Justice Jacobs: Last year I had the privilege of participating in a comparative mergers and acquisitions academic symposium in Tokyo, Japan, to which I was invited by Columbia Law Professor Curtis A. Milhaupt. Curtis and I found that we shared a common interest in trying to predict the future course of M&A regulation in Japan. That subject is new and relatively uncharted, because Japan has experienced hostile corporate takeovers only since 2000, and not until 2005 did Japan attempt to develop, in a systematic way, an institutional and substantive law framework to address this issue. That common interest has led us to collaborate on an article that would trace and compare the M&A regulatory institutional development in the United States and Japan, with a view to developing a framework that would enable scholars to predict the future course of Japanese legal regulation in this area. It soon became apparent that any such study would have to include the UK City Code as well, since the Japanese system has elements of both the City Code and the Delaware approaches. As a result, we were able to persuade Professor John Armour of Oxford University to join in our project, which is now only in its beginning stages.
Verret: I understand you teach courses at NYU, Columbia, and Widener. Do you find your experience as a jurist useful in the classroom?
Justice Jacobs: Yes, I do find it useful, since my personal experience of having presided over several of the takeover and other complex corporate litigations, adds a somewhat unique perspective. That perspective enables me to communicate the meaning of the case materials on a “war story,” as well as a legal doctrinal level. That gives my students a reason to listen to what I am trying to say with real (as opposed to sometimes feigned) interest. Incidentally, I also find my experience as a teacher useful to my role as a judge, because it is a constant reminder of the burden of lawyers whose stock in trade is communicating their client’s position to judges. That requires them to give the judge reasons to give special attention to their presentation. A judge who takes on the role of a law professor now finds himself in the same position as the lawyers who appear before him—the judge-teacher must give his students a reason to listen to him, since, quite frankly, the students could care less that their teacher’s day job is judging. All the students care about is whether what is coming out of their teacher’s mouth is worthy of their attention. It’s a humbling experience.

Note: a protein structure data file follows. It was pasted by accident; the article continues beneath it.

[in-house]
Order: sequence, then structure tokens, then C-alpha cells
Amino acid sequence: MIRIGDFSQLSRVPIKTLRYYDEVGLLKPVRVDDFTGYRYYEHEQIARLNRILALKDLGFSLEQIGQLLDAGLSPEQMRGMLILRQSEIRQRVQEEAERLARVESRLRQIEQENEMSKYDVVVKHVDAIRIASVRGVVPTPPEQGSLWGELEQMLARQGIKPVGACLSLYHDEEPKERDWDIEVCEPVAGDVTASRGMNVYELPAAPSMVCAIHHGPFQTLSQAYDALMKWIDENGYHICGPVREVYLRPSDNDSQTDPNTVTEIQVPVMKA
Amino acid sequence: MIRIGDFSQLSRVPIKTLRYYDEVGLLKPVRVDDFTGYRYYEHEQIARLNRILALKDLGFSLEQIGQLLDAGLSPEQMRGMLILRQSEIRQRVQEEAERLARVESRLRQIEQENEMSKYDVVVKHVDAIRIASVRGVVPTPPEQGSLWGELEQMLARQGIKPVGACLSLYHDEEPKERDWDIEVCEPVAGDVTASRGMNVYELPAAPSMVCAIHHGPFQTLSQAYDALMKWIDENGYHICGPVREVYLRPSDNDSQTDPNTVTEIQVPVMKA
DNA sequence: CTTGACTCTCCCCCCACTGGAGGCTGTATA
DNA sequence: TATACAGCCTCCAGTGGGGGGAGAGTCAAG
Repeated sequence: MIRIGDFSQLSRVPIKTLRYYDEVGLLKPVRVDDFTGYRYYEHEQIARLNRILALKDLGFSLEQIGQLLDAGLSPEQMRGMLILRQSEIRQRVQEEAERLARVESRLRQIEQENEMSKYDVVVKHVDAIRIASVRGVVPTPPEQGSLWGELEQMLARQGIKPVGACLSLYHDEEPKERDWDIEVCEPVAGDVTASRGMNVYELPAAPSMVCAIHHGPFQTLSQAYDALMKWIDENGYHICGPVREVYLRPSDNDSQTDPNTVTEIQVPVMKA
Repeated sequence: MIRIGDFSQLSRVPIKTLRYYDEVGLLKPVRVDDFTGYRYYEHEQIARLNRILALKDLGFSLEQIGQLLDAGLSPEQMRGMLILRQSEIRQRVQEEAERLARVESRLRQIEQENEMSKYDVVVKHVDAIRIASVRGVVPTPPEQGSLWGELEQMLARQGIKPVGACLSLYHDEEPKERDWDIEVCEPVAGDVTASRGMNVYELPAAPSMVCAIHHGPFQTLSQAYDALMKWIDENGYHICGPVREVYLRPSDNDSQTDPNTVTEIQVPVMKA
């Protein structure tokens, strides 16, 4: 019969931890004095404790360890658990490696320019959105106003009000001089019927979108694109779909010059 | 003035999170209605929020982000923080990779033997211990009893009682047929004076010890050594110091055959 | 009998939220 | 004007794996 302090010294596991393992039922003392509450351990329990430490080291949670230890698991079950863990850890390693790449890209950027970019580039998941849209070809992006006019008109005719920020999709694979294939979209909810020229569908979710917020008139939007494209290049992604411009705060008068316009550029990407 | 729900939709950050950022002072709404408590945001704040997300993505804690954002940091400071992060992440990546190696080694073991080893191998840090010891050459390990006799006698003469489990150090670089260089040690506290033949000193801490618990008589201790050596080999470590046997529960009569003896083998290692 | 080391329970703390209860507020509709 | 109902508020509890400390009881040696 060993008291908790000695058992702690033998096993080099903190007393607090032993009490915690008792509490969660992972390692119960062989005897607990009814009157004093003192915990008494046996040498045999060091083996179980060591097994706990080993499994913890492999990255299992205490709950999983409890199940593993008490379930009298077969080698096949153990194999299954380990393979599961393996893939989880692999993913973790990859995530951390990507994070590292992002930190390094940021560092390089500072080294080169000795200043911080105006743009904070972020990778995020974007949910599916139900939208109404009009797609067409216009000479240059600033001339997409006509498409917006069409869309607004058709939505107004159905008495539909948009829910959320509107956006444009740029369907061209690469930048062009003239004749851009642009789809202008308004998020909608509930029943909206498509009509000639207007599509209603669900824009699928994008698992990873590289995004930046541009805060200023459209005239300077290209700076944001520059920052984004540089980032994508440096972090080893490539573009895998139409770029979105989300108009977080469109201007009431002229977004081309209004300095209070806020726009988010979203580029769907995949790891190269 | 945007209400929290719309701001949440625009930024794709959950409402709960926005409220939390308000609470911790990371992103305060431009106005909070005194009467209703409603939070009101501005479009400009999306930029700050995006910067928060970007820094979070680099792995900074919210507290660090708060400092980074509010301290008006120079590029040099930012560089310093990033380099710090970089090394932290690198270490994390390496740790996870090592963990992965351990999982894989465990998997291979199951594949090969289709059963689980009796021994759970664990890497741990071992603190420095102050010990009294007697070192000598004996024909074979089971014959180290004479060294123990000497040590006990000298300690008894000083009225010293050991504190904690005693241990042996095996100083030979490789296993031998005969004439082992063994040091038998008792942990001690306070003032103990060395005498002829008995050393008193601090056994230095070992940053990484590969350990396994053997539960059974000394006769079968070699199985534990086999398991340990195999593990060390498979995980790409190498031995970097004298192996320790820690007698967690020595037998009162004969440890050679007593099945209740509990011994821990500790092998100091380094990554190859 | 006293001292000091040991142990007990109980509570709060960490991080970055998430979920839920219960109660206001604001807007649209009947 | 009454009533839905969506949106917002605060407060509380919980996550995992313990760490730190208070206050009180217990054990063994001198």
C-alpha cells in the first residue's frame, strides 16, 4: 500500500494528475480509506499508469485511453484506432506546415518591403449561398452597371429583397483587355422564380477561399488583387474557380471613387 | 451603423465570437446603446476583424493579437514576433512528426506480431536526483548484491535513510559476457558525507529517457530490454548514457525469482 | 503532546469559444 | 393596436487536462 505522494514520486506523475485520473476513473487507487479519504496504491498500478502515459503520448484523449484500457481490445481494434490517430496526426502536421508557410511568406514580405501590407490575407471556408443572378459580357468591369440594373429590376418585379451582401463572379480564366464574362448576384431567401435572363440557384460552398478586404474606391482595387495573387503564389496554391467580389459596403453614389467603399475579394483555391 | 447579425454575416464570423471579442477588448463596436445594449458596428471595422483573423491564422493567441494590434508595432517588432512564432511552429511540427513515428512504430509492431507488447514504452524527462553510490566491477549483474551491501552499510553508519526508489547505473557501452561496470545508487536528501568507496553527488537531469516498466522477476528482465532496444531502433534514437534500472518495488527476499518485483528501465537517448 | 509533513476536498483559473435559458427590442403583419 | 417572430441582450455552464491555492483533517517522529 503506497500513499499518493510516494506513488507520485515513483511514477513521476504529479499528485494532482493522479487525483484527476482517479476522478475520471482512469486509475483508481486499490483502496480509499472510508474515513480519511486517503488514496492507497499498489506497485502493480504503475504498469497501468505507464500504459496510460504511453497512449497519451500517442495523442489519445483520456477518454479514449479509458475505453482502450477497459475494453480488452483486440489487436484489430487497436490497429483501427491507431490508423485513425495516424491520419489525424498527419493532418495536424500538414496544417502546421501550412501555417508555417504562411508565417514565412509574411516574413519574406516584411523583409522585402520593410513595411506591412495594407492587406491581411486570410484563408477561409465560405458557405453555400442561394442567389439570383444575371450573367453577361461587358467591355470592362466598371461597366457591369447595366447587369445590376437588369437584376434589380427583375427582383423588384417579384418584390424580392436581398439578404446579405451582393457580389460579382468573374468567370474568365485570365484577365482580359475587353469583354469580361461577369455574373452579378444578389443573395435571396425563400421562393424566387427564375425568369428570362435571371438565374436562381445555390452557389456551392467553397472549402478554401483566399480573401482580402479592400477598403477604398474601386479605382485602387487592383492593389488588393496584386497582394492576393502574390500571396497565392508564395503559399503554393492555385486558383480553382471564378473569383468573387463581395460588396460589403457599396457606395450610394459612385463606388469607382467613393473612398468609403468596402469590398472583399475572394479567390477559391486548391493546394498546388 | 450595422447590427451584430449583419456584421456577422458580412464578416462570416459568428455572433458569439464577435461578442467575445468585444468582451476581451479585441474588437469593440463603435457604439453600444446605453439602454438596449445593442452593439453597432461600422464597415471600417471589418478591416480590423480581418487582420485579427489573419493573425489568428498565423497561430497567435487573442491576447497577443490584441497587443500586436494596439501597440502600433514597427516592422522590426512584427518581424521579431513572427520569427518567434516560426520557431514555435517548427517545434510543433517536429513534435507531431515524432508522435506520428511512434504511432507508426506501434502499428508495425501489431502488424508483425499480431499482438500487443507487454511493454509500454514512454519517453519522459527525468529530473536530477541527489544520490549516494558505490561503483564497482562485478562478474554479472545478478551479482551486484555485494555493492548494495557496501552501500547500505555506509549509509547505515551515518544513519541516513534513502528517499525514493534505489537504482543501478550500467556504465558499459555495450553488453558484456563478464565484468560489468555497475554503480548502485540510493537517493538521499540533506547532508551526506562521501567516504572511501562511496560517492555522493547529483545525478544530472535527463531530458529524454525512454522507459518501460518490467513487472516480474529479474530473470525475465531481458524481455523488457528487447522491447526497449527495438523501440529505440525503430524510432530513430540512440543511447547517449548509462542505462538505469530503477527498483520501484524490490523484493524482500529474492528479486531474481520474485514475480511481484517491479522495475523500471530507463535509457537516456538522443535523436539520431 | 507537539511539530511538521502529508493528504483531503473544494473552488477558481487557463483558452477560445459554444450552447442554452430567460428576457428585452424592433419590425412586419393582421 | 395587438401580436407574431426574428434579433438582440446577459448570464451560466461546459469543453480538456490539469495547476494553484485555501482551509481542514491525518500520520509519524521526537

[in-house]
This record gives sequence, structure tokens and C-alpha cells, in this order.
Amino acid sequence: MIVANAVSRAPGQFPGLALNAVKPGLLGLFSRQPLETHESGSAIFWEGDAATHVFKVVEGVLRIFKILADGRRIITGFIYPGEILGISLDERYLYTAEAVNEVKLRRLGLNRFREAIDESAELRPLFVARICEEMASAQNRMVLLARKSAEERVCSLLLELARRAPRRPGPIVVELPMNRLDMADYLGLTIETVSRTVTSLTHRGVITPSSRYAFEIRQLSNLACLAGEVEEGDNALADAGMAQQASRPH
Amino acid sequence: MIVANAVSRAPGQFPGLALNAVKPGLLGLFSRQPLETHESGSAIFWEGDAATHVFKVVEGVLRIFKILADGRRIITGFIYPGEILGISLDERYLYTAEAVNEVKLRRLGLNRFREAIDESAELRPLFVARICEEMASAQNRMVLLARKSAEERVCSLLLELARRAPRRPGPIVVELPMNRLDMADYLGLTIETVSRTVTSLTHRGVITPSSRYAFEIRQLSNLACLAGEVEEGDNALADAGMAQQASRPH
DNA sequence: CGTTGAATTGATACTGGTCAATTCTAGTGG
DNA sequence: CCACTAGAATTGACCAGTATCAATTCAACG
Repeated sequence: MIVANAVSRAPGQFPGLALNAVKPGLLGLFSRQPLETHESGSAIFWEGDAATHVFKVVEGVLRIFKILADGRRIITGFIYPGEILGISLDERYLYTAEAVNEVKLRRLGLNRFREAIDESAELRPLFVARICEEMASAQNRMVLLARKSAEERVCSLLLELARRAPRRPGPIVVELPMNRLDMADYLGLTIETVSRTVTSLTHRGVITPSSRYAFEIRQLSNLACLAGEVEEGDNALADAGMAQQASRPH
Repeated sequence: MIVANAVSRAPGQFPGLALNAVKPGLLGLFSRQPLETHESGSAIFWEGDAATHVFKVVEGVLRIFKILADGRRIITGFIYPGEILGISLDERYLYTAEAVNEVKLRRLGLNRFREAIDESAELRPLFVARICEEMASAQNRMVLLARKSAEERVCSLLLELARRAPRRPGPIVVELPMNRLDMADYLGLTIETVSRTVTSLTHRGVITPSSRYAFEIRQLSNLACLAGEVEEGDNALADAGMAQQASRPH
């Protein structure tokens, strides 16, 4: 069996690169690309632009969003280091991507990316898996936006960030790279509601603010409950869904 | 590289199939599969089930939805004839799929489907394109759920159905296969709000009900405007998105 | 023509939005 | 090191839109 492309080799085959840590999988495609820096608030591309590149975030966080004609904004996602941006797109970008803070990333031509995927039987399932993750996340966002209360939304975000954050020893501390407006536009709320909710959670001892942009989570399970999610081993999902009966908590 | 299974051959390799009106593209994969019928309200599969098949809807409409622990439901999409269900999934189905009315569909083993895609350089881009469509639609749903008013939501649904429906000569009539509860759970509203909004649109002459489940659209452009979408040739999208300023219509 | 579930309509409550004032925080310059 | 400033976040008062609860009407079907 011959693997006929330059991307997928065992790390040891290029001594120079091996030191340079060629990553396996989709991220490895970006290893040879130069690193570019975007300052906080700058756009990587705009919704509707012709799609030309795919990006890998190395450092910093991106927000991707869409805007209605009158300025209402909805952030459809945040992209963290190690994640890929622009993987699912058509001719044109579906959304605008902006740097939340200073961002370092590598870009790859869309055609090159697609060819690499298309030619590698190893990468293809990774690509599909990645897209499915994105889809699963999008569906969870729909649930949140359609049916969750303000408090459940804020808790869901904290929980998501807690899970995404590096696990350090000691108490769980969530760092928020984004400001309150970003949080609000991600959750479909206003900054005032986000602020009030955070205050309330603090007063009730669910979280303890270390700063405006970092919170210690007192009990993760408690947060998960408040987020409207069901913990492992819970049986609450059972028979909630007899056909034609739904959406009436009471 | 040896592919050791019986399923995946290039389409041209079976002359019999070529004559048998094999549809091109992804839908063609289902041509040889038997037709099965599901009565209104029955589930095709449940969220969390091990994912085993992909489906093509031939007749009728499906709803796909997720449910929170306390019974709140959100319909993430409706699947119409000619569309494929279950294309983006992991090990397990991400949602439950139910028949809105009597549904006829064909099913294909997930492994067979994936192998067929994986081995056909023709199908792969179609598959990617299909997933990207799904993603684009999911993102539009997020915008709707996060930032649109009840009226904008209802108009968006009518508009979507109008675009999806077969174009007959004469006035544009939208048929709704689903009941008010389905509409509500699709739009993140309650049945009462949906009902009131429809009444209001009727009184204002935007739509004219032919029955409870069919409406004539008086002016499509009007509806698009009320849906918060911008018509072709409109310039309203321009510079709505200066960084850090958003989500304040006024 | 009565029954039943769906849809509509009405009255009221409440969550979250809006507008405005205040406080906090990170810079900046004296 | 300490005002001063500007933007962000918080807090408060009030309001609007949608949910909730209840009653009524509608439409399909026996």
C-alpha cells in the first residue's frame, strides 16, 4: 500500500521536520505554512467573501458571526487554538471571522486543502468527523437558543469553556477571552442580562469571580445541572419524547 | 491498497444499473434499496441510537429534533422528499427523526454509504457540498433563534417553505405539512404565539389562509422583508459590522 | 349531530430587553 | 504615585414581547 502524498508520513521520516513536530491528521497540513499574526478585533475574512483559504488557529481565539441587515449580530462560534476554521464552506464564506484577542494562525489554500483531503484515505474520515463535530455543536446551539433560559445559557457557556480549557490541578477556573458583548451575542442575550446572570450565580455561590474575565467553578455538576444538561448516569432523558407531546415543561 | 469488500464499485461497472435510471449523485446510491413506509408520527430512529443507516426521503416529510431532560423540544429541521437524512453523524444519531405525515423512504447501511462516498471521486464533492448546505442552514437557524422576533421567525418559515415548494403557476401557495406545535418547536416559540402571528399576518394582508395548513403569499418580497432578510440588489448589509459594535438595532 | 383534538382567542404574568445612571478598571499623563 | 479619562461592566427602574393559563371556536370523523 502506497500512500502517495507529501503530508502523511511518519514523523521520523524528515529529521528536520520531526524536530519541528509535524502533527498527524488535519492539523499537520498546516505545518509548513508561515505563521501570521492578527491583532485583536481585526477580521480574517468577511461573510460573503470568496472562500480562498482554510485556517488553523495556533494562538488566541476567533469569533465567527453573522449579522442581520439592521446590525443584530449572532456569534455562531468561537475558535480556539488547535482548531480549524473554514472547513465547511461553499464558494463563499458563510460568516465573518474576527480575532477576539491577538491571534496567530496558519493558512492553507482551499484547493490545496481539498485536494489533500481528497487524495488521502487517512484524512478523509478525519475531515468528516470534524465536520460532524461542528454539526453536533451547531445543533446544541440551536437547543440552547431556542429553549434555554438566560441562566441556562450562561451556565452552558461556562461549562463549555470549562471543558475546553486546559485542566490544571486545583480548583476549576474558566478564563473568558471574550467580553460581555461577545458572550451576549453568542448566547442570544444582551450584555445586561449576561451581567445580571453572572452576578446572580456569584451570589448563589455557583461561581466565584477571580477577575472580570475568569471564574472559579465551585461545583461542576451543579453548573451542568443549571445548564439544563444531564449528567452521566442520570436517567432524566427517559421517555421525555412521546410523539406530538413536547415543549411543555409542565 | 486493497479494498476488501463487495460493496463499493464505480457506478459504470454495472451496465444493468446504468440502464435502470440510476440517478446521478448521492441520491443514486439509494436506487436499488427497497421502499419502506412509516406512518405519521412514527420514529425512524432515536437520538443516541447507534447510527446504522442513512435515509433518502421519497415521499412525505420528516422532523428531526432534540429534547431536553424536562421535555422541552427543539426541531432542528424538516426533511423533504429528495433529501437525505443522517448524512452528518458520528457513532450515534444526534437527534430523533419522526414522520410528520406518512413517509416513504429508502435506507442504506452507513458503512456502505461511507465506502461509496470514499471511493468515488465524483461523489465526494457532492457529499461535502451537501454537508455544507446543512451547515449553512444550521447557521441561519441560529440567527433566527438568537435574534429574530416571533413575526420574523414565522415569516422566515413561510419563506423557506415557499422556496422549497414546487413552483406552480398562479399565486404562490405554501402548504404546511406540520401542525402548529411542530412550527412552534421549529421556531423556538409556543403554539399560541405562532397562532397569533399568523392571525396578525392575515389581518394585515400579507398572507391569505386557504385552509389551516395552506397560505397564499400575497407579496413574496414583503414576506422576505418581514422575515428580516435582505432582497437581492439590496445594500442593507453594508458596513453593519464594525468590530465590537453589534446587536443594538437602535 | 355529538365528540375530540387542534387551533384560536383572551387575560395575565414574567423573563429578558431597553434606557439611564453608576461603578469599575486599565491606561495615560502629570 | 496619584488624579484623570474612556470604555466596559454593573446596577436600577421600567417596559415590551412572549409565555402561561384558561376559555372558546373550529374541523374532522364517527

Verret: Which of your opinions, either from serving on the Court of Chancery or the Supreme Court, do you think would be most useful in the classroom?
Justice Jacobs: There is no single right answer to that question, because the answer depends on the nature of the course being taught. For example, in a basic corporations class, appellate opinions may often be of more use, because the emphasis is more on doctrine than strategy or procedure, and appellate opinions are often clearer distillations of pure doctrine. On the other hand, where the course emphasizes procedure, litigation tactics and strategy, the trial court opinions are often more useful (or at least as useful) as the appellate opinions, since those dimensions of the litigation are often more apparent from the trial court opinion. I have taught both types of courses. This past semester, I taught (together with Professor John Coffee) a seminar at Columbia Law School that focused on litigation tactics and strategy in so-called “major” corporate litigation (not limited to pure corporate law, but including related areas, including bankruptcy and antitrust). In that course, the reading materials consisted more of trial court, than appellate court, opinions.